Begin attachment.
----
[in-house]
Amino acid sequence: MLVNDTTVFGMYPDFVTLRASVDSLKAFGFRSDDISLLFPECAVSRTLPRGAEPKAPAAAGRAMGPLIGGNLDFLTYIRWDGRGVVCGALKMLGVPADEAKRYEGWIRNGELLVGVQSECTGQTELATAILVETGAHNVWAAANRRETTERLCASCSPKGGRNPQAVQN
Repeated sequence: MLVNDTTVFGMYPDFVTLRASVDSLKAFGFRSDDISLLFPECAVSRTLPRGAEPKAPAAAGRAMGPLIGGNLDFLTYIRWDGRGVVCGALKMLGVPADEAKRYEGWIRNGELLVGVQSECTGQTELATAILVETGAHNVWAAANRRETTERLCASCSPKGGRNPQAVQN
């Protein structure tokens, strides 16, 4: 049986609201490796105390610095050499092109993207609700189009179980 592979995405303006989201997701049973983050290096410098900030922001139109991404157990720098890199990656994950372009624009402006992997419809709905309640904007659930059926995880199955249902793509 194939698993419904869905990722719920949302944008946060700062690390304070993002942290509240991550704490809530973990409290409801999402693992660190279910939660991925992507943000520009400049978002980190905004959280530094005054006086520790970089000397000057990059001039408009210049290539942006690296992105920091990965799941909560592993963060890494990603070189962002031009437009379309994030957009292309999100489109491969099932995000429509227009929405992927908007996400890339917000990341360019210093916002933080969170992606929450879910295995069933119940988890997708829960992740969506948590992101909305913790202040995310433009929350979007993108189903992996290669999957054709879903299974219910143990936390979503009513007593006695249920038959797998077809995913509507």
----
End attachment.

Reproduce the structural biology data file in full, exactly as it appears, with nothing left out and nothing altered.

[in-house]
Amino acid sequence: MLVNDTTVFGMYPDFVTLRASVDSLKAFGFRSDDISLLFPECAVSRTLPRGAEPKAPAAAGRAMGPLIGGNLDFLTYIRWDGRGVVCGALKMLGVPADEAKRYEGWIRNGELLVGVQSECTGQTELATAILVETGAHNVWAAANRRETTERLCASCSPKGGRNPQAVQN
Repeated sequence: MLVNDTTVFGMYPDFVTLRASVDSLKAFGFRSDDISLLFPECAVSRTLPRGAEPKAPAAAGRAMGPLIGGNLDFLTYIRWDGRGVVCGALKMLGVPADEAKRYEGWIRNGELLVGVQSECTGQTELATAILVETGAHNVWAAANRRETTERLCASCSPKGGRNPQAVQN
């Protein structure tokens, strides 16, 4: 049986609201490796105390610095050499092109993207609700189009179980 592979995405303006989201997701049973983050290096410098900030922001139109991404157990720098890199990656994950372009624009402006992997419809709905309640904007659930059926995880199955249902793509 194939698993419904869905990722719920949302944008946060700062690390304070993002942290509240991550704490809530973990409290409801999402693992660190279910939660991925992507943000520009400049978002980190905004959280530094005054006086520790970089000397000057990059001039408009210049290539942006690296992105920091990965799941909560592993963060890494990603070189962002031009437009379309994030957009292309999100489109491969099932995000429509227009929405992927908007996400890339917000990341360019210093916002933080969170992606929450879910295995069933119940988890997708829960992740969506948590992101909305913790202040995310433009929350979007993108189903992996290669999957054709879903299974219910143990936390979503009513007593006695249920038959797998077809995913509507």